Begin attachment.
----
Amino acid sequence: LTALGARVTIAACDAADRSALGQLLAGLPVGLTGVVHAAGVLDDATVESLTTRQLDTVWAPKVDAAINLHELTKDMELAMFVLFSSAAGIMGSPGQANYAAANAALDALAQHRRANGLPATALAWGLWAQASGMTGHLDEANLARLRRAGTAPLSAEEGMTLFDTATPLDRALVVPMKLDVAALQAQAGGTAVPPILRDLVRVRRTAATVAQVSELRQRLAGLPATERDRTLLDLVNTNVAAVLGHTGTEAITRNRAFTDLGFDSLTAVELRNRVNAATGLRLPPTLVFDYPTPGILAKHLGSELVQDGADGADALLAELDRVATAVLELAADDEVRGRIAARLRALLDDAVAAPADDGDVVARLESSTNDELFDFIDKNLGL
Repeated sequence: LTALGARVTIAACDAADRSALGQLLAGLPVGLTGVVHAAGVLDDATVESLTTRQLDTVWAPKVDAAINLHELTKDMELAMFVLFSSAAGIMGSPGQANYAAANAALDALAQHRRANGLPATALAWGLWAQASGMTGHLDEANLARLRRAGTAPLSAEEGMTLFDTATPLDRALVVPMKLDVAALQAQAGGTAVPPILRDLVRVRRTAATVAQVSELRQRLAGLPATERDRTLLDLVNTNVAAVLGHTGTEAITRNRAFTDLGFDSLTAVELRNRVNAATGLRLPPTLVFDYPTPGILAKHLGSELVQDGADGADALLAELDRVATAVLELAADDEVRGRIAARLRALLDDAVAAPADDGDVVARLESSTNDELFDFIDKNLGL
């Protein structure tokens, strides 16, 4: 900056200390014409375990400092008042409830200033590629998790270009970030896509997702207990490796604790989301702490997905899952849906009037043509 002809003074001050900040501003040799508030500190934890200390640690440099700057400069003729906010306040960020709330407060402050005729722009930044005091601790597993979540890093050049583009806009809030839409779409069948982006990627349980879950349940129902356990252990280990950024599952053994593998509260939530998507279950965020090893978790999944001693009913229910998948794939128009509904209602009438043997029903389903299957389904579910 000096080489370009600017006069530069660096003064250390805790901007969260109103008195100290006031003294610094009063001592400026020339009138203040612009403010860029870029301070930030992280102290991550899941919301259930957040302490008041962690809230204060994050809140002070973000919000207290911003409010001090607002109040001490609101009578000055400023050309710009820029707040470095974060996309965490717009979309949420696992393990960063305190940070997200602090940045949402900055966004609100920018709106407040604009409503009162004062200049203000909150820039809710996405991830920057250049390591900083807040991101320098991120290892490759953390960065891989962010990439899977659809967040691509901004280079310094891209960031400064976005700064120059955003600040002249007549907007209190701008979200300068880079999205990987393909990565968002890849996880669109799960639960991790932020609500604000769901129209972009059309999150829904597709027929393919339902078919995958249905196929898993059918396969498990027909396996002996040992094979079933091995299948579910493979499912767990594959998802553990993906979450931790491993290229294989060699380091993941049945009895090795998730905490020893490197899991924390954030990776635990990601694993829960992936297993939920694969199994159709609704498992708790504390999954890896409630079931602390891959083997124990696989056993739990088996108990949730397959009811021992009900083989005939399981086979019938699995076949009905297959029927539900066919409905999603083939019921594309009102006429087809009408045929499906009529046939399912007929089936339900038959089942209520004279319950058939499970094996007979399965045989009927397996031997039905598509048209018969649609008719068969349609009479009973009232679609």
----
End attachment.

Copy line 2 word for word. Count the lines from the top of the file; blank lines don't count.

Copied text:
Repeated sequence: LTALGARVTIAACDAADRSALGQLLAGLPVGLTGVVHAAGVLDDATVESLTTRQLDTVWAPKVDAAINLHELTKDMELAMFVLFSSAAGIMGSPGQANYAAANAALDALAQHRRANGLPATALAWGLWAQASGMTGHLDEANLARLRRAGTAPLSAEEGMTLFDTATPLDRALVVPMKLDVAALQAQAGGTAVPPILRDLVRVRRTAATVAQVSELRQRLAGLPATERDRTLLDLVNTNVAAVLGHTGTEAITRNRAFTDLGFDSLTAVELRNRVNAATGLRLPPTLVFDYPTPGILAKHLGSELVQDGADGADALLAELDRVATAVLELAADDEVRGRIAARLRALLDDAVAAPADDGDVVARLESSTNDELFDFIDKNLGL